Carmen: Callie Torres. 100% Callie Torres. There is absolutely no version of my “coming out story” that doesn’t involve her character. Our coming outs sort of overlapped each other? I had a messy, on-again/off-again, relationship with my queerness in college. When Callie kissed Erica Hahn for the first time during my senior year I mostly ignored it. It was a blip on my radar. The next fall Erica walked into The Parking Lot of No Return and my heart shattered. At that point there was no more pushing down my feelings. Callie was ready to face with her emotions head on and so was I. Every heartbreak, every nervous flutter, every awkward stumbling language – we walked that journey together. (And like Kayla, I spent a lot of time on the Calzona and Callie Torres Tumblr tags). During my coming out process, I probably watched reruns of Callie and Erica and Callie and Arizona a thousand times. I re-watched Callie’s first date with Erica before my very first gay date! Callie held my hand at a time when it felt like there was no one else. Those seasons of Grey’s Anatomy were my port in the storm.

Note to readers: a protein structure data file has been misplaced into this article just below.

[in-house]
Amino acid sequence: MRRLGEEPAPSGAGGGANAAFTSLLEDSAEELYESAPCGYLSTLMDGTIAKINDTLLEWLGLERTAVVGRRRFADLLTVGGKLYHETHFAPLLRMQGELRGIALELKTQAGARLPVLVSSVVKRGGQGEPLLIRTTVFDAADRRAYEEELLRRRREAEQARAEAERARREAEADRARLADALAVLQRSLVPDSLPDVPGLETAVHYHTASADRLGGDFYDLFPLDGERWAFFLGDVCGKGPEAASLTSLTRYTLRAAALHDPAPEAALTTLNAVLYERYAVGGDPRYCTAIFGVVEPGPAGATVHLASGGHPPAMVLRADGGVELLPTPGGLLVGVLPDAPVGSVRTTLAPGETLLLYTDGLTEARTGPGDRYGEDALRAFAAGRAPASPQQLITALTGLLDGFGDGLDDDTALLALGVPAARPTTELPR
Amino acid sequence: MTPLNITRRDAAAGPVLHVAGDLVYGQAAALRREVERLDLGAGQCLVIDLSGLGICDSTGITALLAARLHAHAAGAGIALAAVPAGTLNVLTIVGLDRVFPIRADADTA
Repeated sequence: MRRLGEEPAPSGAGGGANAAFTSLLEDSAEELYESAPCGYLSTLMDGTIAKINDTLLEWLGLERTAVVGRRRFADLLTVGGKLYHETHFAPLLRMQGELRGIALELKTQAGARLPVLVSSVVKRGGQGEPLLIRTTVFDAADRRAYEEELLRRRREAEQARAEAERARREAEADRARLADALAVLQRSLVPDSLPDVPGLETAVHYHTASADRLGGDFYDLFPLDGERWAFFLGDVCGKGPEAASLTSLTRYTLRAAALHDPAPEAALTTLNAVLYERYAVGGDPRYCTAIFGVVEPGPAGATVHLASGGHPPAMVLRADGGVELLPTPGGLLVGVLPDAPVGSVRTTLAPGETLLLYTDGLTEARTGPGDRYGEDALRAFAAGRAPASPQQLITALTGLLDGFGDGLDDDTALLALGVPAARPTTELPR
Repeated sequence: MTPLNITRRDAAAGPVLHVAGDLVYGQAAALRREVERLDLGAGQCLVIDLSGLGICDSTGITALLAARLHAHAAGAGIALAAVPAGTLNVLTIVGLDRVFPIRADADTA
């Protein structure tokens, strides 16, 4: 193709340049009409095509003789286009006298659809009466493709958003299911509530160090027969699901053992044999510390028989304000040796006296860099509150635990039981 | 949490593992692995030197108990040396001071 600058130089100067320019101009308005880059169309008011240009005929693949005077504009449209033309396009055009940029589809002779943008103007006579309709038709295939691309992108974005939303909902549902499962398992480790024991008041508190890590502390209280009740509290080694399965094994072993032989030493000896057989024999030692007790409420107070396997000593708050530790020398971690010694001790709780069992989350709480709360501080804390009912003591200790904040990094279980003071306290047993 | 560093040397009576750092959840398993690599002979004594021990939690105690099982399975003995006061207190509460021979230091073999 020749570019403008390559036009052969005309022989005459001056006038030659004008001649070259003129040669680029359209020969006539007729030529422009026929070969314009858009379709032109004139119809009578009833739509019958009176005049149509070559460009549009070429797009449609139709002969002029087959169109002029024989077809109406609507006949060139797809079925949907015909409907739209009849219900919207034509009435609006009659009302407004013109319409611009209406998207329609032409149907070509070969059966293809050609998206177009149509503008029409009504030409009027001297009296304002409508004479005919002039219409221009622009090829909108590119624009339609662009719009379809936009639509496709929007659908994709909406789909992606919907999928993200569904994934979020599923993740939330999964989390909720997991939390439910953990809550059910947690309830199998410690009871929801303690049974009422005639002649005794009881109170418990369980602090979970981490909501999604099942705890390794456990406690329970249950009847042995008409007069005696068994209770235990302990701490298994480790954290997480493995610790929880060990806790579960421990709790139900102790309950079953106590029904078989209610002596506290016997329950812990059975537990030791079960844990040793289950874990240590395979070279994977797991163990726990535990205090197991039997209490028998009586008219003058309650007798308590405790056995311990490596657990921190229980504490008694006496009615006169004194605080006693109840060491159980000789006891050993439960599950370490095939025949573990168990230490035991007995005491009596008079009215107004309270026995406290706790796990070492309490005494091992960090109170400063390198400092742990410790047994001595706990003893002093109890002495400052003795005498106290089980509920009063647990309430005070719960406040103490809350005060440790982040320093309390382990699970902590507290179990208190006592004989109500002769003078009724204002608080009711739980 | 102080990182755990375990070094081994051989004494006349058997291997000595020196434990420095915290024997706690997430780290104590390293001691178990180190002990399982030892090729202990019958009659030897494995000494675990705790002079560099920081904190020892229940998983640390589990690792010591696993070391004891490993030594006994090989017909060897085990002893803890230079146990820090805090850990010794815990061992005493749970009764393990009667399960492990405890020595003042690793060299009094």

Heather: Did any queer characters help you come out to people other than yourself? I suppose this isn’t a surprise to anyone who has ever read anything I’ve written, but my coming out to my close friends and family was pretty smooth, except all of them begged me not to tell my grandparents. And so I didn’t, for a long long long time. It was eating me up inside to the point where I was dreaming about it multiple times a week and sliding into a terrible anxiety-filled depression — and then Paige McCullers happened. I know Paige is complicated and a lot of people hate her and Emison shippers want to tie me to some train tracks, but Paige McCullers was me as a teenager and she meant everything to me when I met her. She reclaimed my youth! The night I came out to my grandparents, I drove to their house at like 1:00 am with my sister and sat in their driveway and watched Paige come out like ten times on YouTube — “If I say it out loud, if I say, ‘I’m gay,’ the whole world is gonna change.” — and then I went in and came out in the middle of the night and was finally whole again.